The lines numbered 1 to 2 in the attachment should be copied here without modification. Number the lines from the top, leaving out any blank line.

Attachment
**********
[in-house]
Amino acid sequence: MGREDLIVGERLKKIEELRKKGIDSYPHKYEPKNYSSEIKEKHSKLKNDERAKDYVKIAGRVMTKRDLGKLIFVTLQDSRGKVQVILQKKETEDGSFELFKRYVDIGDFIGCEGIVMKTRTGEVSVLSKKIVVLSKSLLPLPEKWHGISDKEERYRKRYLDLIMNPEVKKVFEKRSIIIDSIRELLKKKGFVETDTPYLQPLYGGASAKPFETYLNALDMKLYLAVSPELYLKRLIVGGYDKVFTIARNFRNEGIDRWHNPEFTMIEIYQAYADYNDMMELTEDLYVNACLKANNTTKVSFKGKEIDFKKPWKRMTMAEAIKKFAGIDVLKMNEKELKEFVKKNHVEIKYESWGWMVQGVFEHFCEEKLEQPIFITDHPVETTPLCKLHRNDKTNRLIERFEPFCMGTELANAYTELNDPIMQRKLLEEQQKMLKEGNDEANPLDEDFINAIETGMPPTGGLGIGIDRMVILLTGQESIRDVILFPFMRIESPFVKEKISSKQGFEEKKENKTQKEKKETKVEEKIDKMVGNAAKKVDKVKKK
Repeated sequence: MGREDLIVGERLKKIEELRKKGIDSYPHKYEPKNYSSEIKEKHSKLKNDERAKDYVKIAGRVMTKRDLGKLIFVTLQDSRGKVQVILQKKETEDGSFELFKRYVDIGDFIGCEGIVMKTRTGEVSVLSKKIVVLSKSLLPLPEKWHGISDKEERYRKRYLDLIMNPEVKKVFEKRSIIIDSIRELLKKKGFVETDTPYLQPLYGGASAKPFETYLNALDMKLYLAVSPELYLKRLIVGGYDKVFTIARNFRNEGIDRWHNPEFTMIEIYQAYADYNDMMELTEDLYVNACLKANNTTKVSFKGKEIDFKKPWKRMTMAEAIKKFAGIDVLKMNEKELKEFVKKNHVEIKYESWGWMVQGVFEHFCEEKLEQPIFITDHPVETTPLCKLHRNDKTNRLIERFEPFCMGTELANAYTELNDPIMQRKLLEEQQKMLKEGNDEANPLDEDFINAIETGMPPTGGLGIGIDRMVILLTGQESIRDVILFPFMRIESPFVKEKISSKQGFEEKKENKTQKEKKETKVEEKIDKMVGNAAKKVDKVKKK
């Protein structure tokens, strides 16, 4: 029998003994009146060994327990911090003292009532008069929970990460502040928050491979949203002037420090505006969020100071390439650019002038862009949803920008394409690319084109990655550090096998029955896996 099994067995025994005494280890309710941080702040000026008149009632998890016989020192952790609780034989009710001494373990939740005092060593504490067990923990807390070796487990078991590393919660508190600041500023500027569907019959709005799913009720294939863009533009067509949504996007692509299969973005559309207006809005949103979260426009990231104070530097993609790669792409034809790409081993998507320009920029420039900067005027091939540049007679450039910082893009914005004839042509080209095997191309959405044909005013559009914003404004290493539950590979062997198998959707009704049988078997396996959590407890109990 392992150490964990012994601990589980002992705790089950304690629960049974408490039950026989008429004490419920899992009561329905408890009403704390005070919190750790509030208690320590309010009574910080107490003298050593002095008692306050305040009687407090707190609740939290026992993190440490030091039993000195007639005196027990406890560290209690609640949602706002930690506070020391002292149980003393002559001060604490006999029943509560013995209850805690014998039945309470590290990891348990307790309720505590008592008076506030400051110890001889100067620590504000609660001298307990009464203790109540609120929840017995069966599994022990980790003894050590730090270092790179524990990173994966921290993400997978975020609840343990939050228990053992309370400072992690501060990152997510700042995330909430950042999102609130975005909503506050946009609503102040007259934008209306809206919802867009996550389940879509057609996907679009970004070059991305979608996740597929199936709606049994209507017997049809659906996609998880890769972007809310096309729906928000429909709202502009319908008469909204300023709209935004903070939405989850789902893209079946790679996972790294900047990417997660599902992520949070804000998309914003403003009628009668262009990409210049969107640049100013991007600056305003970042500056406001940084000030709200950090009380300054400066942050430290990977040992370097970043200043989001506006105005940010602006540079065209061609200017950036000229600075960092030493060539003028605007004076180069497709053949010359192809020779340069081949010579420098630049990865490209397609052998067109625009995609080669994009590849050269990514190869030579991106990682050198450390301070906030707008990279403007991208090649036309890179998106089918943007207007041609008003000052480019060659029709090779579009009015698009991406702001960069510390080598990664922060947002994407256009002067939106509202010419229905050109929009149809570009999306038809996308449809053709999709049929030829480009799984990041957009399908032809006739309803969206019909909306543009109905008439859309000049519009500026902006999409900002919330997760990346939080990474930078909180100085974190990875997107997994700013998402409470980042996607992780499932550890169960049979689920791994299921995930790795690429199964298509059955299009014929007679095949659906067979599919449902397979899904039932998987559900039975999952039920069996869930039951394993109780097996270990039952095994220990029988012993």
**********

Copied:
[in-house]
Amino acid sequence: MGREDLIVGERLKKIEELRKKGIDSYPHKYEPKNYSSEIKEKHSKLKNDERAKDYVKIAGRVMTKRDLGKLIFVTLQDSRGKVQVILQKKETEDGSFELFKRYVDIGDFIGCEGIVMKTRTGEVSVLSKKIVVLSKSLLPLPEKWHGISDKEERYRKRYLDLIMNPEVKKVFEKRSIIIDSIRELLKKKGFVETDTPYLQPLYGGASAKPFETYLNALDMKLYLAVSPELYLKRLIVGGYDKVFTIARNFRNEGIDRWHNPEFTMIEIYQAYADYNDMMELTEDLYVNACLKANNTTKVSFKGKEIDFKKPWKRMTMAEAIKKFAGIDVLKMNEKELKEFVKKNHVEIKYESWGWMVQGVFEHFCEEKLEQPIFITDHPVETTPLCKLHRNDKTNRLIERFEPFCMGTELANAYTELNDPIMQRKLLEEQQKMLKEGNDEANPLDEDFINAIETGMPPTGGLGIGIDRMVILLTGQESIRDVILFPFMRIESPFVKEKISSKQGFEEKKENKTQKEKKETKVEEKIDKMVGNAAKKVDKVKKK